In addition, the inherent power imbalance of rollover models is particularly detrimental to female servers. Because their ability to make a living depends on customers, they are more likely to tolerate inappropriate behavior from patrons. One study found that reports of sexual harassment among female servers are more common in states where there is no minimum wage for restaurant workers.
In a model designed to reward employees for good service, we are in fact continuing cycles of discrimination by punishing historically marginalized groups for their appearance and subordinating women to the uncompromising attitude of their customers. So instead of talking about how much we need to tip, let’s talk about how to get rid of tips.
Benjamin Who, 16
10th grade, The Hotchkiss School, Lakeville, Conn.
Re «Books about death and grief can bring hope”, Margaret Rankl (Opinion guest essay, April 22):
Reading did not teach me about approaching death. Death taught me about the approach of death. The only thing that can prepare you for the happy ending will be a tragedy of Shakespearean proportions there is tragedy.
Perhaps some books try to make the anticipation of death, grief, and excruciating pain more realistic. And then maybe when it becomes real life, we’ll see how it happens. When we see an old friend die because of someone else’s mistake, or a loved one exhausted by old age, or three teenagers who can’t bear the thought of living on, dying their own lives six months apart. Maybe we might be prepared for the onslaught of sobs that are so immobilizing that parents are forced to lift us off the bathroom floor, or until grief becomes all-consuming to the point that eating disorders and insomnia cause.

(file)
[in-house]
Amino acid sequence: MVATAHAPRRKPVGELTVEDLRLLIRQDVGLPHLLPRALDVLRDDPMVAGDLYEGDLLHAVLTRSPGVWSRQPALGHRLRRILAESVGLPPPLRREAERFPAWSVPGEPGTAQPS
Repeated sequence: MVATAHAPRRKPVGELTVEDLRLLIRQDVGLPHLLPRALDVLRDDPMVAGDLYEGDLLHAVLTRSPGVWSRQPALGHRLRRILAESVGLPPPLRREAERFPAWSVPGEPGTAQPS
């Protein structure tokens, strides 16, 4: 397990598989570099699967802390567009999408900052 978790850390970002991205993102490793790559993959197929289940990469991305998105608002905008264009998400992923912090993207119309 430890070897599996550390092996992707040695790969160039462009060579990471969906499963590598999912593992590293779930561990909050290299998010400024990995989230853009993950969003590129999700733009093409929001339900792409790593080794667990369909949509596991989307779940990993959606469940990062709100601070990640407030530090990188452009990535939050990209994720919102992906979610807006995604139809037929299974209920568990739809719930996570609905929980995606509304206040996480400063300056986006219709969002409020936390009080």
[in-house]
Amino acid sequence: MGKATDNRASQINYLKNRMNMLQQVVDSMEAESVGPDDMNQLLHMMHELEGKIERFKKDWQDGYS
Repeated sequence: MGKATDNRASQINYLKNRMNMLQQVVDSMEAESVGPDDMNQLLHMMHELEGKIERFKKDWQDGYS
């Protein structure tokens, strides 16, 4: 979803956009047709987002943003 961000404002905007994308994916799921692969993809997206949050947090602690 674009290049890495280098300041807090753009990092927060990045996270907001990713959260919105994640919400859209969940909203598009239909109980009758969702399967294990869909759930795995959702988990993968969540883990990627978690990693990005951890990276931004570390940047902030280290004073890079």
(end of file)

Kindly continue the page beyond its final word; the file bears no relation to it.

But in truth, we could read even the most infiltrated deaths, vivid stories of grief and loss, but even they could not make it less painful. Only until we witness death can we fully understand it or cope with its consequences, so books just won’t help.
Catherine Haden, 17 years old
Grade 11, Cherry Creek High School, Greenwood Village, Kahlo.
Re «Florida cuts tax district for Disney”(Business, April 22):
Florida’s vote for the abolition of Disney’s special status clearly shows one thing: the struggle for what students should learn is not a struggle for the benefit of students, but a struggle for the career of politicians.
Most students in America, myself included, have faced significant institutional challenges in public education, whether it’s old buildings that often lack decent air conditioning, high teacher turnover, or the financial burden on schools. But none of these problems has become a top priority for politicians. Disney’s revenge for opposing the “Don’t Tell Gays” bill doesn’t help improve student education in Florida, but will lead to more political influence on politicians.